As a Paediatric nurses you'll provide care for children and teenagers of all ages, from birth onwards. As well as providing expert care to children, you'll also support the child's family, addressing their concerns, problems and options. A good paediatric nurse is highly observant, able to assess patients and take responsibility for determining the best course of action.
Working with young patients and their families is an area that requires sensitivity and good communication. Showing empathy and compassion whilst speaking with distressed parents or carers is vital for a Paediatric nurse to succeed. You will also be expected to be able to fully assess young patients who are unable to communicate verbally through interpreting behaviours and reactions.
Paediatric nurses can be based in a host of different settings from hospitals, to homes and even in the community. You can expect to work with a number of different healthcare professionals from doctors, healthcare assistants and social workers.
As a paediatric nurses some of the typical responsibilities might include but are not limited to:
Identifying changes in a child’s signs and symptoms and intervene in emergent situations
Explaining treatment and procedures to enable parents/carers to consent to treatment
Supporting, advising and educating patients and close relatives
Differentiating between normal and abnormal physical findings
Participating in the administration of drugs and injections
Determine a child’s needs related to pain management
Evaluate a child for signs and symptoms of abuse
Provide supportive care to dying children
Preparing patients for operations and procedures
Setting up drips and blood transfusions
Maintaining and checking intravenous infusions
Assisting with tests and evaluations
Working a s a Paediatric nurse can be a hugely rewarding role, however, it is important to realise that dealing with acutely ill and dying children can take its toll, making it essential that nurses going into paediatrics understand what kinds of issues can arise. Soft skills are as important as clinical knowledge when it comes to nursing children. A good paediatric nurse will possess the following skills:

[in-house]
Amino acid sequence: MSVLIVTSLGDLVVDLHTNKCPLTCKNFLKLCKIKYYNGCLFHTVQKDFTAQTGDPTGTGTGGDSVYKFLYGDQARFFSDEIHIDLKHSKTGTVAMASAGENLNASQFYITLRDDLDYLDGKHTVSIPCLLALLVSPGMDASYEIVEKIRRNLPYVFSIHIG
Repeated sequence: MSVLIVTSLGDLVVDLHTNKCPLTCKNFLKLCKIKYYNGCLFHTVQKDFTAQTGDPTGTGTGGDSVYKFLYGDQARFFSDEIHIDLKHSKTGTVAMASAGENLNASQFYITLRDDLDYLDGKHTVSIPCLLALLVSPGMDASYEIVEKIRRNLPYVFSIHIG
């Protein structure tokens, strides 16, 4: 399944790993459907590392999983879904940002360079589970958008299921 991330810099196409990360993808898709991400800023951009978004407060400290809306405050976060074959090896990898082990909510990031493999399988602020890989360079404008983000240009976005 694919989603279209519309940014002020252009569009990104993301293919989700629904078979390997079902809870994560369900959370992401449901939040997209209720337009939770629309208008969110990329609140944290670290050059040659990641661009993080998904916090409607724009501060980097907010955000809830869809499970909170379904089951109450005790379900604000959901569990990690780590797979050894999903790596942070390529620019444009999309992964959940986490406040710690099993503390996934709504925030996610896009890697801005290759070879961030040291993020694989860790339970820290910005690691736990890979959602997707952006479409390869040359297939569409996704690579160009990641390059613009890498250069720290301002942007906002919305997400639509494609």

Empathy - When dealing with patients and their families (being ill can be a scary time)
Critical thinking - Being able to quickly assess patients and to ensure they are receiving the correct type of care
Resilience - As mentioned, you'll encounter some tough situations. The ability to overcome and keep going is vital
Endurance - Shifts can be long and often at unsocial hours requiring a certain level of physical and mental endurance
Great communication skills - Having the ability to adjust the tone between young patients, their concerned parents or carers and doctors is key
Flexibility - You'll be expected to deal with a range of patients at one time often at a fast pace
A passion for working with Children - An obvious one but important nonetheless
Becoming a paediatric nurse can be a fantastic career choice and offers a host of benefits such as:
Developing close relationships with patients and nursing staff
Opportunity to work in a fast-paced environment
Constantly changing role with no two days the same
Exposure to experienced staff and opportunities to develop on the job
To qualify as a paediatric nurse, you'll need a degree in children’s nursing and you'll need to register with the Nursing and Midwifery Council (NMC). You need to have completed an accepted pre-registration nursing programme in order to register, and these are only run at NMC approved educational institutions (AEIs). You can also explore a nursing degree apprenticeship , which have been recently developed to offer a more flexible route to becoming a nurse.
MedGen requires all agency nurses and healthcare staff to have a minimum of 6 month’s relevant experience in their field before being able to place them. If you’re interested in RSCN roles why not take a look at a list of our current opportunities here.